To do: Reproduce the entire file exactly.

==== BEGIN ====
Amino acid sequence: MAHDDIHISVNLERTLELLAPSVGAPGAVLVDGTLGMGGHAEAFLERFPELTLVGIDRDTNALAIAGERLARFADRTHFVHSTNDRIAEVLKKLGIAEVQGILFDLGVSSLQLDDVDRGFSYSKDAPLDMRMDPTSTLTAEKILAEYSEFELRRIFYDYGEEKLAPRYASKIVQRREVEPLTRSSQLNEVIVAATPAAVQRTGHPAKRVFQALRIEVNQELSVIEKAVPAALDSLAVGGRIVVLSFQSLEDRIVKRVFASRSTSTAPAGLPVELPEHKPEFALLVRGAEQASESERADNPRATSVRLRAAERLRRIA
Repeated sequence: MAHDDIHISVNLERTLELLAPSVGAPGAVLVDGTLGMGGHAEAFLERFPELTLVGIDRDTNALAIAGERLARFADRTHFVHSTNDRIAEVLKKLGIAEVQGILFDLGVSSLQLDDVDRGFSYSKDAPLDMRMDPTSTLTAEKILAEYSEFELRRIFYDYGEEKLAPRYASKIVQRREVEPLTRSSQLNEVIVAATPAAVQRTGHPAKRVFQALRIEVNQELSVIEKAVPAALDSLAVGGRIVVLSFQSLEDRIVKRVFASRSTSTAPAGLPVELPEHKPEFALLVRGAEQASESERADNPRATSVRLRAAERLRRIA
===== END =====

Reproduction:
Amino acid sequence: MAHDDIHISVNLERTLELLAPSVGAPGAVLVDGTLGMGGHAEAFLERFPELTLVGIDRDTNALAIAGERLARFADRTHFVHSTNDRIAEVLKKLGIAEVQGILFDLGVSSLQLDDVDRGFSYSKDAPLDMRMDPTSTLTAEKILAEYSEFELRRIFYDYGEEKLAPRYASKIVQRREVEPLTRSSQLNEVIVAATPAAVQRTGHPAKRVFQALRIEVNQELSVIEKAVPAALDSLAVGGRIVVLSFQSLEDRIVKRVFASRSTSTAPAGLPVELPEHKPEFALLVRGAEQASESERADNPRATSVRLRAAERLRRIA
Repeated sequence: MAHDDIHISVNLERTLELLAPSVGAPGAVLVDGTLGMGGHAEAFLERFPELTLVGIDRDTNALAIAGERLARFADRTHFVHSTNDRIAEVLKKLGIAEVQGILFDLGVSSLQLDDVDRGFSYSKDAPLDMRMDPTSTLTAEKILAEYSEFELRRIFYDYGEEKLAPRYASKIVQRREVEPLTRSSQLNEVIVAATPAAVQRTGHPAKRVFQALRIEVNQELSVIEKAVPAALDSLAVGGRIVVLSFQSLEDRIVKRVFASRSTSTAPAGLPVELPEHKPEFALLVRGAEQASESERADNPRATSVRLRAAERLRRIA